Yosef responded by showing Yaakov his documents of betrothal and Ketubah, proving that his marriage was lawful. He then prayed that the Shechinah return, which it did, and Yaakov was then able to bless them. The Alshich adds that Yosef explained that, although he had a lawful marriage (and that his wife was righteous), the fact that the children were conceived and born in an unclean land affected them somewhat which is why they would one day have wicked descendants.
The Moshav Zekeinim (cited in the Torah Sheleima) explains that the the word “בָּזֶה – with this” – alludes to written documents as this word is found in a different verse to mean a written item. (See Gen. 5:1 “ זֶה סֵפֶר תּוֹלְדת אָדָם – This is the book of the generations of man.”)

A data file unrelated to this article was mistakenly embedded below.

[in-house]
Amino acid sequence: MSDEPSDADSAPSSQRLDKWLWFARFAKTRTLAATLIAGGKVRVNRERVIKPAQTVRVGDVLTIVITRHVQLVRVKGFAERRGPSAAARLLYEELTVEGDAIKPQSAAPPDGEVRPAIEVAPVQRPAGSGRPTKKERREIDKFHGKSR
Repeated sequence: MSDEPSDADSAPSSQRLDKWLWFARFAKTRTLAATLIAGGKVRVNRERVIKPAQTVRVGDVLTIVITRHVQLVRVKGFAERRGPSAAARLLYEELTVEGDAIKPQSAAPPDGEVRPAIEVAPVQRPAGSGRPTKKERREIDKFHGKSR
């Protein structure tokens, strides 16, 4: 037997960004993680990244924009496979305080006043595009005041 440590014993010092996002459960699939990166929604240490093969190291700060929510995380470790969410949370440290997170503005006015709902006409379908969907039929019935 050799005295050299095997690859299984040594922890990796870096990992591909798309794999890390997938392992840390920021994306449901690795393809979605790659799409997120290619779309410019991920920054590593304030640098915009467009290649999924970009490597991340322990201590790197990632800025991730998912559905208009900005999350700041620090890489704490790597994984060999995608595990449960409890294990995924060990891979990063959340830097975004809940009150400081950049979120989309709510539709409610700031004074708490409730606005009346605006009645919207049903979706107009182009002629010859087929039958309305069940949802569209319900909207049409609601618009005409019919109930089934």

12 Blessings with Children
The Livnat Hasapir (quoted in ibid) says that the word זֶה is the gematriyah of 12 which alludes to the 12 things one (hopefully) gets when they have children. These are: goodness, joy, blessings, peace, assistance, atonement, Torah, life, good will, wisdom, wealth, and honor. Yosef was blessed that his sons gave him nachas in these 12 ways. This was in the merit of his maintaining his purity at the time he was tempted to sin (see Gen. 39).
The Righteous Osnat
Some of the commentaries explain that when Yaakov became aware that Efryaim and Menashe would have wicked progeny, he suspected that this was on account of Yosef’s wife being wicked (Pardes Yosef) or on account of her being of Canaanite descent.
In order to assuage these doubts Yosef presented his wife Osnat to Yaakov and reassured Yaakov that she was a righteous woman (Ner Hasichlim quoted in Torah Sheleima). In addition, he explained that she was not a Canaanite but an Egyptian woman whom (according to several opinions in the Talmud Yevamot 77b) it is permissible to marry (Midrash Shochar Tov cited in Torah Shleimah). According to this interpretation, the words “G-d has given me with this” is referring to Osnat.